Café Scientifique explores stem cells
How might stem cells change the future of medicine? That’s the discussion topic at SFU’s next Café Scientifique, to be held at CBC’s Vancouver studio on Feb. 19 at 7 p.m.
Esther Verheyen, a professor in SFU’s Department of Molecular Biology and Biochemistry for the past 16 years, will explain what stem cells are and why they’re so significant for cellular repair and growth. Then, she’ll discuss medical conditions that might be treatable using stem cells.
“I have been interested in stem cells for years,” says Verheyen, who was drawn to genetics as a student at Cornell University. She later earned a PhD in the field at Yale University.
In Verheyen’s lab, researchers study how various tissues and organs develop in fruit flies. Their quest: to understand the mechanisms that cells use to ensure properly regulated growth and tissue formation.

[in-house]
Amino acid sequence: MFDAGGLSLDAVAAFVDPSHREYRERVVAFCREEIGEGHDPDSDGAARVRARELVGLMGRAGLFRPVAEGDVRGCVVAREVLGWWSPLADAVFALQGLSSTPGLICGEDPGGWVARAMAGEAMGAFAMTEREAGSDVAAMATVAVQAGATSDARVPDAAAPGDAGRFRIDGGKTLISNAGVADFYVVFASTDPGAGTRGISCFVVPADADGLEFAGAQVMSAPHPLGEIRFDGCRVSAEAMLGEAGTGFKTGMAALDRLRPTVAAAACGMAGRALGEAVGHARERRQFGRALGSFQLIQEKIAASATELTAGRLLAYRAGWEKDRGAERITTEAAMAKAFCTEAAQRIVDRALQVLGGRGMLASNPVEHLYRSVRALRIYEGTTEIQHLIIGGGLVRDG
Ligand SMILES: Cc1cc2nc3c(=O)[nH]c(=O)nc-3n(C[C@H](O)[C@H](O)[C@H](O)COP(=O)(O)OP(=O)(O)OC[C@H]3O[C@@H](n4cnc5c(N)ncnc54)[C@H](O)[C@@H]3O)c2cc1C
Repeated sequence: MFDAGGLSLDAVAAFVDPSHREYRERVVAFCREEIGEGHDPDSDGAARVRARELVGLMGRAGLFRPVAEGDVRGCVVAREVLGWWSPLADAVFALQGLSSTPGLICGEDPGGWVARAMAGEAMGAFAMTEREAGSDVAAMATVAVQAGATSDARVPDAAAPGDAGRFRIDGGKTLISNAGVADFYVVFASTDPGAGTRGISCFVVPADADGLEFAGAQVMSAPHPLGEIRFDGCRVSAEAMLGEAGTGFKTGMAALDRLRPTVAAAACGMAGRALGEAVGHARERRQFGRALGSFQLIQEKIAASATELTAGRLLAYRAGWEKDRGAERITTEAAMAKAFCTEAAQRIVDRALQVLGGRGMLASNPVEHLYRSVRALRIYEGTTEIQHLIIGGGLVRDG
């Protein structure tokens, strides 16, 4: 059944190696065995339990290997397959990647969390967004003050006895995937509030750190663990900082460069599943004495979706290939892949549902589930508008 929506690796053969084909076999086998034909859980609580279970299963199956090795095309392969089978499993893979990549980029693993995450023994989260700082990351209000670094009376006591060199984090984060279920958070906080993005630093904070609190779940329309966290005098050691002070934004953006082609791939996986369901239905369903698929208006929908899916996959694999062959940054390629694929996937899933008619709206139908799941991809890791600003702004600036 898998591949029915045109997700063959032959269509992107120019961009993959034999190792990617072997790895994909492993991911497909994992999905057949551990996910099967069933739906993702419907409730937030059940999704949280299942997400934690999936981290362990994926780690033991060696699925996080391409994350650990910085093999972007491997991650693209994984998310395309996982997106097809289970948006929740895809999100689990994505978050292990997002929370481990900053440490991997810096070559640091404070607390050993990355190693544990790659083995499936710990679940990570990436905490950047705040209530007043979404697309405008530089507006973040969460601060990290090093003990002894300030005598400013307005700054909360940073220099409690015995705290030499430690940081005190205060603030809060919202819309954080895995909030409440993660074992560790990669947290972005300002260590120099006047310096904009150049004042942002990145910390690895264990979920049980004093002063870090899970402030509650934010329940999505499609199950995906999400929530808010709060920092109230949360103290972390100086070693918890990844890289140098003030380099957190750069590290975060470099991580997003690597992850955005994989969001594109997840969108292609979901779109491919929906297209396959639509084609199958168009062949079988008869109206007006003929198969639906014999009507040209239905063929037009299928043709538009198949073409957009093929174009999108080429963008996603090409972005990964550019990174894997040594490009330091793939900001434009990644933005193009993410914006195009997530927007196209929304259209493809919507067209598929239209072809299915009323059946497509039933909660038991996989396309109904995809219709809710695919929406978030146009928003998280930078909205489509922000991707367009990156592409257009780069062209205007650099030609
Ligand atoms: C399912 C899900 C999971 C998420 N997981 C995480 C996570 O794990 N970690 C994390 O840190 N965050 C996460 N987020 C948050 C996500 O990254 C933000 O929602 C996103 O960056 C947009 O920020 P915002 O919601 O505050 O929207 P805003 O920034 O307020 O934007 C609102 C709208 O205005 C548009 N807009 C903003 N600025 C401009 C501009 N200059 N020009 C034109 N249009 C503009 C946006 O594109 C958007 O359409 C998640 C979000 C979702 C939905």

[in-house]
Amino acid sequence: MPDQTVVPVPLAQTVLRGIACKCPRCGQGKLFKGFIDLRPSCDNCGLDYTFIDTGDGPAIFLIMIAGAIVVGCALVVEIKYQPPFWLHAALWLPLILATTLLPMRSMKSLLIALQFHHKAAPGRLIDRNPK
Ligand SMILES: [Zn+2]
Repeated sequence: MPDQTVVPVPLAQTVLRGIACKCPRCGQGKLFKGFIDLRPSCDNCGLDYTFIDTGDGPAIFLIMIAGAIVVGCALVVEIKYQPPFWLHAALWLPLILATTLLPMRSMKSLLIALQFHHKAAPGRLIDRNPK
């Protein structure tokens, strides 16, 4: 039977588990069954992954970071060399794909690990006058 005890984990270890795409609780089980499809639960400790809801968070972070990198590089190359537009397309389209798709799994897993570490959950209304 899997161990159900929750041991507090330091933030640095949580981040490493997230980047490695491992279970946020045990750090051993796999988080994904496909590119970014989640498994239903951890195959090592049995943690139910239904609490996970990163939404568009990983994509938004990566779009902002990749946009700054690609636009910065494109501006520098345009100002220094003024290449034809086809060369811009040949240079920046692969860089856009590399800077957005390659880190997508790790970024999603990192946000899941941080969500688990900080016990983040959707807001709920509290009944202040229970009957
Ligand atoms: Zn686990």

“The key events that govern stem cell behaviour and early development are conserved across species, and so the mechanisms we study are closely related and interconnected with stem cell studies,” she explains.
Verheyen’s work with one of her graduate students two years ago sparked excitement in the molecular biology scientific community when they discovered how a particular type of protein controls the growth of another protein, a finding that could advance cancer research.
The café is the fourth in a series that began last fall at the Surrey campus and the first of three to be held at CBC Vancouver.
March 26, 2014 - CBC, Vancouver
Immunizing against physical inactivity: How do we entice seniors to be active? With Dawn Mackey, assistant professor of biomedical physiology and kinesiology
April 16, 2014 - CBC, Vancouver
The increasing burden of chronic diseases. With Scott Lear, associate professor in both the Department of Biomedical Physiology and Kinesiology and the Faculty of Health Sciences.
SFU’s Faculty of Science and the Canadian Institutes of Health Research support the cafés. For more details and to register: http://at.sfu.ca/cGQsxl.